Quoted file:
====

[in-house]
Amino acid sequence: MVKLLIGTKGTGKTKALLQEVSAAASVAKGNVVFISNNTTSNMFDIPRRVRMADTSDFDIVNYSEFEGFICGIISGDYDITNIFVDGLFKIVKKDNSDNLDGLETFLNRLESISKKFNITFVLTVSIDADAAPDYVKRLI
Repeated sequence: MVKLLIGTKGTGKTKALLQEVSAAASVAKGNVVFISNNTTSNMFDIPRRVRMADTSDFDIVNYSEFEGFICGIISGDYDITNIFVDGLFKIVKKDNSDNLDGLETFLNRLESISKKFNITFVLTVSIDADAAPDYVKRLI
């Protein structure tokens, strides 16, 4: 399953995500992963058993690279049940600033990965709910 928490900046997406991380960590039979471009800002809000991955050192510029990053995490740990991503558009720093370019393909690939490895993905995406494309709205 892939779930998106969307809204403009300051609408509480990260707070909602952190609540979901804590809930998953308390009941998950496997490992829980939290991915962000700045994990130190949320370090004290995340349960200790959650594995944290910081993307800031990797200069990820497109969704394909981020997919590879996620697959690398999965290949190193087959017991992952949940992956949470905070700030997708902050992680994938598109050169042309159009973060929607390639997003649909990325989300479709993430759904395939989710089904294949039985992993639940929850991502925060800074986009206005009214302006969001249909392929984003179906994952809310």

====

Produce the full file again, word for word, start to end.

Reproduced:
[in-house]
Amino acid sequence: MVKLLIGTKGTGKTKALLQEVSAAASVAKGNVVFISNNTTSNMFDIPRRVRMADTSDFDIVNYSEFEGFICGIISGDYDITNIFVDGLFKIVKKDNSDNLDGLETFLNRLESISKKFNITFVLTVSIDADAAPDYVKRLI
Repeated sequence: MVKLLIGTKGTGKTKALLQEVSAAASVAKGNVVFISNNTTSNMFDIPRRVRMADTSDFDIVNYSEFEGFICGIISGDYDITNIFVDGLFKIVKKDNSDNLDGLETFLNRLESISKKFNITFVLTVSIDADAAPDYVKRLI
């Protein structure tokens, strides 16, 4: 399953995500992963058993690279049940600033990965709910 928490900046997406991380960590039979471009800002809000991955050192510029990053995490740990991503558009720093370019393909690939490895993905995406494309709205 892939779930998106969307809204403009300051609408509480990260707070909602952190609540979901804590809930998953308390009941998950496997490992829980939290991915962000700045994990130190949320370090004290995340349960200790959650594995944290910081993307800031990797200069990820497109969704394909981020997919590879996620697959690398999965290949190193087959017991992952949940992956949470905070700030997708902050992680994938598109050169042309159009973060929607390639997003649909990325989300479709993430759904395939989710089904294949039985992993639940929850991502925060800074986009206005009214302006969001249909392929984003179906994952809310």